Gang-rape victim dies, India transfixed

The brutal attack on the young woman touched off protests - as well as a national conversation on rape and the safety of women that could intensify with her passing.

Saurabh Das/AP/File
In this file photo, Indians participate in a candle light vigil to seek a quick recovery of the young victim of the recent brutal gang-rape in a bus in New Delhi, India. A statement by Singapore’s Mount Elizabeth hospital, where the 23-year-old victim was being treated, said she died Saturday, Dec. 29, 2012.

A young Indian woman who was gang-raped and severely beaten on a bus in New Delhi died Saturday at a Singapore hospital, after her ordeal galvanized Indians to demand greater protection from sexual violence that impacts thousands of women daily, in homes, streets, and public transport, but which often goes unreported.

She "passed away peacefully" with her family and officials of the Indian embassy by her side," said Dr. Kevin Loh, the chief executive of Mount Elizabeth hospital where she had been treated since Thursday. "The Mount Elizabeth Hospital team of doctors, nurses and staff join her family in mourning her loss," he said in a statement.

He said the woman had remained in an extremely critical condition since Thursday when she was flown to Singapore from India.

"Despite all efforts by a team of eight specialists in Mount Elizabeth Hospital to keep her stable, her condition continued to deteriorate over these two days. She had suffered from severe organ failure following serious injuries to her body and brain. She was courageous in fighting for her life for so long against the odds but the trauma to her body was too severe for her to overcome."

The woman and a male friend, who have not been identified, were traveling in a public bus after watching a film on the evening of Dec. 16 when they were attacked by six men who took turns to rape her. They also beat the couple and inserted an iron rod into her body. Both of them were then stripped and thrown off the bus, according to police.

Indian police have arrested six people in connection with the attack, which left the victim with severe internal injuries.

Indian High Commissioner, or ambassador, T.C.A. Raghanvan told reporters that the scale of the injuries she suffered was "very grave" and in the end it "proved too much.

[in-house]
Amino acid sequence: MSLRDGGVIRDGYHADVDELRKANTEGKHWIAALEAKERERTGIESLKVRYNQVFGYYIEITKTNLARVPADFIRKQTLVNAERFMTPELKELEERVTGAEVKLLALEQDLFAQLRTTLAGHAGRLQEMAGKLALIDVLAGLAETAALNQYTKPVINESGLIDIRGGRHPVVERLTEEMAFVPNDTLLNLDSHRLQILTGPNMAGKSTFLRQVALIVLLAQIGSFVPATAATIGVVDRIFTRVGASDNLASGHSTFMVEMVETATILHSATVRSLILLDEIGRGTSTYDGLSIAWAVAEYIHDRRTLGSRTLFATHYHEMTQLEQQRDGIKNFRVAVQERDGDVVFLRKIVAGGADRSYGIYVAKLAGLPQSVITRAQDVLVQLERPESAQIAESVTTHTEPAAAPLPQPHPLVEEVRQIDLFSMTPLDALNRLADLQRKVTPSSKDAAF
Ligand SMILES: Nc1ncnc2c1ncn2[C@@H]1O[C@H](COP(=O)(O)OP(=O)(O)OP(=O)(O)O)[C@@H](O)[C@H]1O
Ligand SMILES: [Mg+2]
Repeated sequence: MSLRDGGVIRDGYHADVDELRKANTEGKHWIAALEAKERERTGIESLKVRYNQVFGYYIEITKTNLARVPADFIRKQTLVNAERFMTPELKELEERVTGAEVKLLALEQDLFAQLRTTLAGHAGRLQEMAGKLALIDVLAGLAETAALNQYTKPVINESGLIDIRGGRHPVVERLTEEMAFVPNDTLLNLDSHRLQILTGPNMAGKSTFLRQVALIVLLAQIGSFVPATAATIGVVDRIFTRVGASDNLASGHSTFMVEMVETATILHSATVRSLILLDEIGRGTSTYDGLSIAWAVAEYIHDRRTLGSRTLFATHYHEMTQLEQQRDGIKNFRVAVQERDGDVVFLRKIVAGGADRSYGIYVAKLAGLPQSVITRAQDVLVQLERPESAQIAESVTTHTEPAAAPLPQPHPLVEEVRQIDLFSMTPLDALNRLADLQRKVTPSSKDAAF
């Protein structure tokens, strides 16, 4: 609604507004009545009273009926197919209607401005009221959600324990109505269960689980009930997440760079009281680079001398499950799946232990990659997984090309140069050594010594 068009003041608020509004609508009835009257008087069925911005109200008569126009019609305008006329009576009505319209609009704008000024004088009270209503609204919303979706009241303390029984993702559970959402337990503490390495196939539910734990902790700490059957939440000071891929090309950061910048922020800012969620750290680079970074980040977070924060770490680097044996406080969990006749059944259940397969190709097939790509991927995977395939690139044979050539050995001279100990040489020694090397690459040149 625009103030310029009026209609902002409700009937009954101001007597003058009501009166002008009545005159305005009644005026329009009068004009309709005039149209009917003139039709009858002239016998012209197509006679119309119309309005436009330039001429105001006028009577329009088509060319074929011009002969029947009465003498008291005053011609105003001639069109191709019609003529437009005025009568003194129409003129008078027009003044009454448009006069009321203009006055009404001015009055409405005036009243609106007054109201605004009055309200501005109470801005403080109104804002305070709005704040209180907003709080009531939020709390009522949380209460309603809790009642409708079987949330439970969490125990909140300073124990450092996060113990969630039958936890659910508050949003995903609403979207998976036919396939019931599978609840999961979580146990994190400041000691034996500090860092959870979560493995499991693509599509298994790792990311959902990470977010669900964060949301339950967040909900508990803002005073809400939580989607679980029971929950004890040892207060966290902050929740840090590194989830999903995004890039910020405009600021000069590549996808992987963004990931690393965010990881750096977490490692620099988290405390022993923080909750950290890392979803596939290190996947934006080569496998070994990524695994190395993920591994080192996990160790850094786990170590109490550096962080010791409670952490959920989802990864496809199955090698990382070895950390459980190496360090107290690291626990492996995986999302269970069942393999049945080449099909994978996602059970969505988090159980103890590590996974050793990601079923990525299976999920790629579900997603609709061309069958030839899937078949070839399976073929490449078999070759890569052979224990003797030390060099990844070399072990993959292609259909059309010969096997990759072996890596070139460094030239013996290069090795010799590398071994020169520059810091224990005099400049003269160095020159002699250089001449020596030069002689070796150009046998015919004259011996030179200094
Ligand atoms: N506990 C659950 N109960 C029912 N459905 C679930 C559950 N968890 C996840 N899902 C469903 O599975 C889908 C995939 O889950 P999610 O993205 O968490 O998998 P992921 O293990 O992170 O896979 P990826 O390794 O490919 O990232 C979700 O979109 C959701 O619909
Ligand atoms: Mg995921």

He said arrangements are being made to take her body back to India

The crime shocked Indians, who have come out in their thousands for almost daily demonstrations, demanding stronger protection for women and death penalty for rape, which is now punishable by a maximum life imprisonment.

(Read the Monitor's roundup of how the gang-rape started a national dialogue on women's safety)

But the tragedy has also forced India to confront the reality that sexually assaulted women are often blamed for the crime, which forces them to keep quiet and not report it to authorities for fear of exposing their families to ridicule. Also, police often refuse to accept complaints from those who are courageous enough to report the rapes and the rare prosecutions that reach courts drag on for years.

After 10 days at a New Delhi hospital, the victim was brought to the Mount Elizabeth hospital, which specializes in multi-organ transplant. But by late Friday, the young woman's condition had "taken a turn for the worse" and her vital signs had deteriorated. It was clear then that she would not survive long.

Indian attitudes toward rape are so entrenched that even politicians and opinion makers have often suggested that women should not go out at night or wear clothes that might be seen provocative.

Other politicians have come under fire for comments insulting the protesters and diminishing the crime.

On Friday, Abhijit Mukherjee, a national lawmaker and the son of India's president, apologized for calling the protesters "highly dented and painted" women, who go from discos to demonstrations.

"I tender my unconditional apology to all the people whose sentiments got hurt," he told NDTV news.

Separately, authorities in Punjab took action Thursday when an 18-year-old woman killed herself by drinking poison a month after she told police she was gang-raped.

State authorities suspended one police officer and fired two others on accusations they delayed investigating and taking action in the case. The three accused in the rape were only arrested Thursday night, a month after the crime was reported.

"This is a very sensitive crime, I have taken it very seriously," said Paramjit Singh Gill, a top police officer in the city of Patiala.

The Press Trust of India reported that the woman was raped Nov. 13 and reported the attack to police Nov. 27. But police harassed the girl, asked her embarrassing questions and took no action against the accused, PTI reported, citing police sources.

Authorities in the eastern state of Chhattisgarh also suspended a police officer on accusations he refused to register a rapecomplaint from a woman who said she had been attacked by a driver.

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Associated Press writer Faris Mokhtar contributed to this report.

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